Yes, we humans love Thanksgiving, but did you know that Thanksgiving can be toxic to our pets? 

My cat begs for human food, but I spoke with my veterinarian about what I should and shouldn't feed her and it turns out that turkey is bad for kitty. Any and all meats should be well cooked for both humans and animals alike, but eating turkey with skin can be high in fat and that can mess up their digestive system. Bones in the turkey are hollow and they can break very easily and splinter into sharp pieces which can perforate their bowels or cause dangerous blockages.

Who doesn't like fresh baked dinner rolls, but did you know that your pet's stomach is the perfect environment for dough to proof? When dough proofs (or rises) it expands and if it's in your cat or dog's stomach, it can cause extreme discomfort and a more serious emergency. It's especially dangerous to have raw bread dough sitting out around dogs because they aren't picky eaters. It smells good, so they're more likely to try and eat it.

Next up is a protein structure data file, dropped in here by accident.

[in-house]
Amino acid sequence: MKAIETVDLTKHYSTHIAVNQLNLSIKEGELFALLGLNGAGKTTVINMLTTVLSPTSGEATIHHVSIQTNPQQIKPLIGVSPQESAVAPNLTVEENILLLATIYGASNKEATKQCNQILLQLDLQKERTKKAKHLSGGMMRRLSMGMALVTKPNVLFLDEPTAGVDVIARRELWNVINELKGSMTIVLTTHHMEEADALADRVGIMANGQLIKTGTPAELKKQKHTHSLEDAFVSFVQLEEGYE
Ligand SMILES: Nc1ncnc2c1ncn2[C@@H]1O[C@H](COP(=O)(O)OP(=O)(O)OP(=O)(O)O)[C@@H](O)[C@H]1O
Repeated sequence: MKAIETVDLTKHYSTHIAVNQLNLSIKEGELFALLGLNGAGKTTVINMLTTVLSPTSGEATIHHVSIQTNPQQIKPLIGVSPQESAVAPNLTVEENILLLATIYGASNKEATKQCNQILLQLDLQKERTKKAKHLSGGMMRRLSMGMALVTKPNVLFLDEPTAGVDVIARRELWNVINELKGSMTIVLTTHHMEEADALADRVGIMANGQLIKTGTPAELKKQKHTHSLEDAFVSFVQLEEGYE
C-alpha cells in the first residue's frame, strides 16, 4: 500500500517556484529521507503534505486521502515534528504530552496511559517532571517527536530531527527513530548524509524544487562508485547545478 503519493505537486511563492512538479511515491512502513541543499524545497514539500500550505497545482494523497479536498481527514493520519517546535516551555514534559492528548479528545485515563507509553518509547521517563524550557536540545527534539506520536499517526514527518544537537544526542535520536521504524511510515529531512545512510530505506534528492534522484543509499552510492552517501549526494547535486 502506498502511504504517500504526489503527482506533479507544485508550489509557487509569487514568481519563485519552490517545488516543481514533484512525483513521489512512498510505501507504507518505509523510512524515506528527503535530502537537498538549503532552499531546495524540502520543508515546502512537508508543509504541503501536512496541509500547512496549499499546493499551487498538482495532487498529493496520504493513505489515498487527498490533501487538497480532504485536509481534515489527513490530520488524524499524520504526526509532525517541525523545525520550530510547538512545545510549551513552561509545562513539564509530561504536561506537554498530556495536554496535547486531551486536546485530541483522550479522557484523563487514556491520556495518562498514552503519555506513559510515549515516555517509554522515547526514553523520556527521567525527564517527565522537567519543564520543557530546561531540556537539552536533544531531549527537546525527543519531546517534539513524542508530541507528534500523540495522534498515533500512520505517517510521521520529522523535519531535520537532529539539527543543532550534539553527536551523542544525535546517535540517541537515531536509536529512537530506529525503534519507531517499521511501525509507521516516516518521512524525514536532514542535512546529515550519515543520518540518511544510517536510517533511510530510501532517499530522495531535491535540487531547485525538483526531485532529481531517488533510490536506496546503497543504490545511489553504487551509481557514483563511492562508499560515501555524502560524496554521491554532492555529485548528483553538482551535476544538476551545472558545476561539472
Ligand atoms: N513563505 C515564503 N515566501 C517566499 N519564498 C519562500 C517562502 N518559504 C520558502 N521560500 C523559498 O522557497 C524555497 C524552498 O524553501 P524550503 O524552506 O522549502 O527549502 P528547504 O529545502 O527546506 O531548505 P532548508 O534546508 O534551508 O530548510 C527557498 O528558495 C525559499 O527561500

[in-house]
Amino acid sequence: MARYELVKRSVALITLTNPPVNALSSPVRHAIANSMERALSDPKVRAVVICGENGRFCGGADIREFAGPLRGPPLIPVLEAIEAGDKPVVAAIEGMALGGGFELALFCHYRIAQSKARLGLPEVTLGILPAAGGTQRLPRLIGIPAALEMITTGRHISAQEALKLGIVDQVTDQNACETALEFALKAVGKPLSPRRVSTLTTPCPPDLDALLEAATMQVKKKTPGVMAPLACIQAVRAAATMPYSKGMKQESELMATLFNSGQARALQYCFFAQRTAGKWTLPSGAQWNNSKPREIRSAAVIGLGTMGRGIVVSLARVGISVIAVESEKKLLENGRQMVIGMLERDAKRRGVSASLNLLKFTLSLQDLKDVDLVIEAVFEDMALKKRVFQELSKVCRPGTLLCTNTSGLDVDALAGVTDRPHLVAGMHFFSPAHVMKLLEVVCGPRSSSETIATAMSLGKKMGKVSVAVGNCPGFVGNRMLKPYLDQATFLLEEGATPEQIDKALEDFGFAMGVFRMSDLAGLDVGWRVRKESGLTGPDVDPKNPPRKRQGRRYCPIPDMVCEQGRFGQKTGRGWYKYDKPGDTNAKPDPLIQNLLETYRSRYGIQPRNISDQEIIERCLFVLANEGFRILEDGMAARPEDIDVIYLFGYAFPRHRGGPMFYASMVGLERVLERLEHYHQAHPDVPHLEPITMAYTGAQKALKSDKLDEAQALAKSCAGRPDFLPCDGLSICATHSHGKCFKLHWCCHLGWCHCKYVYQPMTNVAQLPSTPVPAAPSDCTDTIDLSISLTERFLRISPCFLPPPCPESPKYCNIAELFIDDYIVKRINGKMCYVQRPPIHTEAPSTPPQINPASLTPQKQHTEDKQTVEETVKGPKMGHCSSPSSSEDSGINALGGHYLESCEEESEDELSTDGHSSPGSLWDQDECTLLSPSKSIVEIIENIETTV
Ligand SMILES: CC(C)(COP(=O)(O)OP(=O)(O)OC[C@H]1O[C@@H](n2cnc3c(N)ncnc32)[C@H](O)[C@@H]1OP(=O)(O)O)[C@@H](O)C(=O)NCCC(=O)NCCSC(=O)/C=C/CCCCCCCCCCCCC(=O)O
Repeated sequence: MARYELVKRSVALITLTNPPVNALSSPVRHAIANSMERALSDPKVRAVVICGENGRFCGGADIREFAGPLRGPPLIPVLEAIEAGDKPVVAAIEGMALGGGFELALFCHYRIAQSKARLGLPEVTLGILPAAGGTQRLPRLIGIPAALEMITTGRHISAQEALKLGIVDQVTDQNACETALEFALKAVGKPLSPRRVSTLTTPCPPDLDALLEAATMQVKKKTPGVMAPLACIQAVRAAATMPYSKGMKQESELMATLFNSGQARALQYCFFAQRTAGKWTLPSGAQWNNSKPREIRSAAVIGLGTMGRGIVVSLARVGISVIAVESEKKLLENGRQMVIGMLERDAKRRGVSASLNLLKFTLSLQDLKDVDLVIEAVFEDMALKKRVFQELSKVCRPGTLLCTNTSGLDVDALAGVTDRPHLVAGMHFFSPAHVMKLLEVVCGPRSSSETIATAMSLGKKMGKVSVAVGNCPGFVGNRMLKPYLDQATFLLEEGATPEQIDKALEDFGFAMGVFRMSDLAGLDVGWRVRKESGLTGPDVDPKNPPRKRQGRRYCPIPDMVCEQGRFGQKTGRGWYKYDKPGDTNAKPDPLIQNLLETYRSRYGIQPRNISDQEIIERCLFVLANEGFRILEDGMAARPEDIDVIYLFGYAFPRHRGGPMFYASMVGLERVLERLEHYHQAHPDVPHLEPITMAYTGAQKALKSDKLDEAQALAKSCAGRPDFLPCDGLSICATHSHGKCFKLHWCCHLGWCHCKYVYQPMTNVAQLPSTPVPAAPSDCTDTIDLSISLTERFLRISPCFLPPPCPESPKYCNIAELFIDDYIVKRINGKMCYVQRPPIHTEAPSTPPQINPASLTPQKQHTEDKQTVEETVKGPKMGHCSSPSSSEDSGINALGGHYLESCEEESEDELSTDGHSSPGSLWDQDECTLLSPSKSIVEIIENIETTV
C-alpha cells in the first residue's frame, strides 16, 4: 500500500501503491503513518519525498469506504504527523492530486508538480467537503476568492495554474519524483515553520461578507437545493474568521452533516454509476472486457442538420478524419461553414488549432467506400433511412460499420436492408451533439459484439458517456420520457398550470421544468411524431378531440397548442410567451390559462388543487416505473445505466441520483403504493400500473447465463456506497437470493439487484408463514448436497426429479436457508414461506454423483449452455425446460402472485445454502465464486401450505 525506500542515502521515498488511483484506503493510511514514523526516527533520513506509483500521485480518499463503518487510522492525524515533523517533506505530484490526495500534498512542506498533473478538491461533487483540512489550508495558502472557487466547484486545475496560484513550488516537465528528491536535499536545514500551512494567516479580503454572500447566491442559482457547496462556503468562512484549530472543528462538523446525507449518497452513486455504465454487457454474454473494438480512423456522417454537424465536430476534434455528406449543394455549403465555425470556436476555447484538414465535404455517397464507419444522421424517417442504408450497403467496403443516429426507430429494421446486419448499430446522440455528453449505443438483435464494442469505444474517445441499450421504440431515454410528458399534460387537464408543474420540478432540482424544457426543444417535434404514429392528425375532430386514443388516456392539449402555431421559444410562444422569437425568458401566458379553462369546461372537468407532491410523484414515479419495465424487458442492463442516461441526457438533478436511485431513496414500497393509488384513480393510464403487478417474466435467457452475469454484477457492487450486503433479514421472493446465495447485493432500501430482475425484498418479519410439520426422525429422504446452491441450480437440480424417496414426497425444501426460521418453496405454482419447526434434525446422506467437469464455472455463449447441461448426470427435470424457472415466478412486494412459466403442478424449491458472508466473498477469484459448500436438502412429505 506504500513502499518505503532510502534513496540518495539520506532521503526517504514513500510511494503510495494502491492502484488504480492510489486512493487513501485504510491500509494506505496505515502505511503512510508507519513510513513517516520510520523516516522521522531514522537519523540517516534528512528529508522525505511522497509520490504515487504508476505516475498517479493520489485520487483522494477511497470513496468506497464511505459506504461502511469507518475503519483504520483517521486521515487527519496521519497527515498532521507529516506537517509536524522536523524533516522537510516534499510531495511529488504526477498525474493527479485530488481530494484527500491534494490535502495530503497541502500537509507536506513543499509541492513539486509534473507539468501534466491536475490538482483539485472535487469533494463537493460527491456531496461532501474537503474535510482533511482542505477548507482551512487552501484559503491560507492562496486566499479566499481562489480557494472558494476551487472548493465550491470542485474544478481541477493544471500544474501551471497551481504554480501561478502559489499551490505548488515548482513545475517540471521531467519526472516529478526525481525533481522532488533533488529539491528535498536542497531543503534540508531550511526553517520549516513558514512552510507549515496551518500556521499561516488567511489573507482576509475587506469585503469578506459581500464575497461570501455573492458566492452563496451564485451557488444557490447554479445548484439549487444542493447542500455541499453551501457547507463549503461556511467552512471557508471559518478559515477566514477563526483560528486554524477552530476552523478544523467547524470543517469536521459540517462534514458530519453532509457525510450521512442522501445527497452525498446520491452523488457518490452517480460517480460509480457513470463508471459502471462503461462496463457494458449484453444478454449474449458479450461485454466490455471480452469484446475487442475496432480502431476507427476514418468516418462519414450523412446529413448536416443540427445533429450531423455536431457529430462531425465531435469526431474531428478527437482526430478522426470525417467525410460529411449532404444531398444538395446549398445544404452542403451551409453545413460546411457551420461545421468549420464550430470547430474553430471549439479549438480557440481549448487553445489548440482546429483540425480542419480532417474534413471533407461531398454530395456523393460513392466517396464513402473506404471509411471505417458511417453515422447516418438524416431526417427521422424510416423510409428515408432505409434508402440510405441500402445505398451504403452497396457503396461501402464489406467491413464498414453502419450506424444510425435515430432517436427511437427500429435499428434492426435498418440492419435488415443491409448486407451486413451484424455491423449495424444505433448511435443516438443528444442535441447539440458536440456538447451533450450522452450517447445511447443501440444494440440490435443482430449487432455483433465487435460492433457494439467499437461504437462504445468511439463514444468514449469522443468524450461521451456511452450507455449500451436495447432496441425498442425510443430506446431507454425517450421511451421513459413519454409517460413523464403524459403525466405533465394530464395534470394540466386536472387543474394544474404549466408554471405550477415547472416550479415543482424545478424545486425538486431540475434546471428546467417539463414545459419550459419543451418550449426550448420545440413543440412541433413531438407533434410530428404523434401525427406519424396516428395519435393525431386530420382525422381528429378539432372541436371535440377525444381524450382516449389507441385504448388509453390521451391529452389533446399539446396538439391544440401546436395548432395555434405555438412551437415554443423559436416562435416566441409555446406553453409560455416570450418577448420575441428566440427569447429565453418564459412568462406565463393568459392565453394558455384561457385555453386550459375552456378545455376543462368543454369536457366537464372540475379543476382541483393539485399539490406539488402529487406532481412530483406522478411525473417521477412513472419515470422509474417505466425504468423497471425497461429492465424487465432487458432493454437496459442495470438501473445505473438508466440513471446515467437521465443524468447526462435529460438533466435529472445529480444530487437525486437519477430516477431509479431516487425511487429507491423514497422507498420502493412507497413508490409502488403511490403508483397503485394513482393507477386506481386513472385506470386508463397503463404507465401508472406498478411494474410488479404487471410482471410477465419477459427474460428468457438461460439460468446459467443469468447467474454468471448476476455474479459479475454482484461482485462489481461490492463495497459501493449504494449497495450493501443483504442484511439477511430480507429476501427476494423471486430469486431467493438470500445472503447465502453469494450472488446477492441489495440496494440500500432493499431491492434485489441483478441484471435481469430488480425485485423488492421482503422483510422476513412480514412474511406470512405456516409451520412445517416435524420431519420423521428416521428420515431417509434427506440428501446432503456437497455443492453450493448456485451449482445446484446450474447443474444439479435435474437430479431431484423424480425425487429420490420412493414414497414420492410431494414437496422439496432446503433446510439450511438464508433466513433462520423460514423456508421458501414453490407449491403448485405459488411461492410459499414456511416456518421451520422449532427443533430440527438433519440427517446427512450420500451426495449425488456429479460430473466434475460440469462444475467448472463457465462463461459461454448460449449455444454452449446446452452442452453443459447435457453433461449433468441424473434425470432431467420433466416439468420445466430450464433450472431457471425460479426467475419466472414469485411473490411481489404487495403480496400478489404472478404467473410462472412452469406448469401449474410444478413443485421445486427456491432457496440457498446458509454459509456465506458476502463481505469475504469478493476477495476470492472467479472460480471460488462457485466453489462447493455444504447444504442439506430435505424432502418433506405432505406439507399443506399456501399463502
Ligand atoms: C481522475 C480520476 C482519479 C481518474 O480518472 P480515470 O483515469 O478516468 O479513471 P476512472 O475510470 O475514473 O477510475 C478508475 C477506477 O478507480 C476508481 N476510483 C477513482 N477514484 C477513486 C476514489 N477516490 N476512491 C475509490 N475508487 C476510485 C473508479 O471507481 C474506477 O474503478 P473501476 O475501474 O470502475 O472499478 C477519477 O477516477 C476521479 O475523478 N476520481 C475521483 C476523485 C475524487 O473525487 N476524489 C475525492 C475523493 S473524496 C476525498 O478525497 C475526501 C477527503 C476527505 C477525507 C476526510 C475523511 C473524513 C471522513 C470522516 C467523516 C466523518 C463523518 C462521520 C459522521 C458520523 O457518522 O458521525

Candy, especially chocolate, is especially deadly for animals. Chocolate contains a chemical called theobromine that is in the cocoa plant and the darker the chocolate, the more theobromine and the more toxic it is for pets. Semi-sweet and bakers chocolate should also be kept away from pets.

When you're cooking or baking, try and keep the garbage and packaging up and away from pets. Plastic wrappings can get caught in their intestinal tract and cause bowel obstruction and pose a choking hazard. Same with string. Anyone with a cat knows how distracted cats can get when they set their eyes on a piece of string. The game can go for a half an hour. Tin foil is very shiny and makes cool noises, but if ingested, it's like swallowing a razor blade, so no crumbling up the tin foil and giving it to Fluffy or Fido as a toy.